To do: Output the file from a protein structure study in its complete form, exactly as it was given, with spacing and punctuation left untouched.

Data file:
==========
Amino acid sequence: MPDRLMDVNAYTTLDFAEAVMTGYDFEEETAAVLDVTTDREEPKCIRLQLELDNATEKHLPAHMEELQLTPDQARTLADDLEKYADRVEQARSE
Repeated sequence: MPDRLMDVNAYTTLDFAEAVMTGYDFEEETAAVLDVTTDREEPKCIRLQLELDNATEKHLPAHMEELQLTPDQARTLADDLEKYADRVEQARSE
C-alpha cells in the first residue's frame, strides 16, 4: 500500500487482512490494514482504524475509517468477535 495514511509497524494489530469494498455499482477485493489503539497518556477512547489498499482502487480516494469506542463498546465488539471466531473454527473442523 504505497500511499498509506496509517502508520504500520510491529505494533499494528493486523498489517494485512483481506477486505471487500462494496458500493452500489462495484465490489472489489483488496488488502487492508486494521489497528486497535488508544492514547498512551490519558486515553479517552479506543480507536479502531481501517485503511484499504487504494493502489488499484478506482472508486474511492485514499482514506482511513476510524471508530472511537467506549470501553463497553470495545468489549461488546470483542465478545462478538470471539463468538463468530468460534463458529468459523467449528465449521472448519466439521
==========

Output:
Amino acid sequence: MPDRLMDVNAYTTLDFAEAVMTGYDFEEETAAVLDVTTDREEPKCIRLQLELDNATEKHLPAHMEELQLTPDQARTLADDLEKYADRVEQARSE
Repeated sequence: MPDRLMDVNAYTTLDFAEAVMTGYDFEEETAAVLDVTTDREEPKCIRLQLELDNATEKHLPAHMEELQLTPDQARTLADDLEKYADRVEQARSE
C-alpha cells in the first residue's frame, strides 16, 4: 500500500487482512490494514482504524475509517468477535 495514511509497524494489530469494498455499482477485493489503539497518556477512547489498499482502487480516494469506542463498546465488539471466531473454527473442523 504505497500511499498509506496509517502508520504500520510491529505494533499494528493486523498489517494485512483481506477486505471487500462494496458500493452500489462495484465490489472489489483488496488488502487492508486494521489497528486497535488508544492514547498512551490519558486515553479517552479506543480507536479502531481501517485503511484499504487504494493502489488499484478506482472508486474511492485514499482514506482511513476510524471508530472511537467506549470501553463497553470495545468489549461488546470483542465478545462478538470471539463468538463468530468460534463458529468459523467449528465449521472448519466439521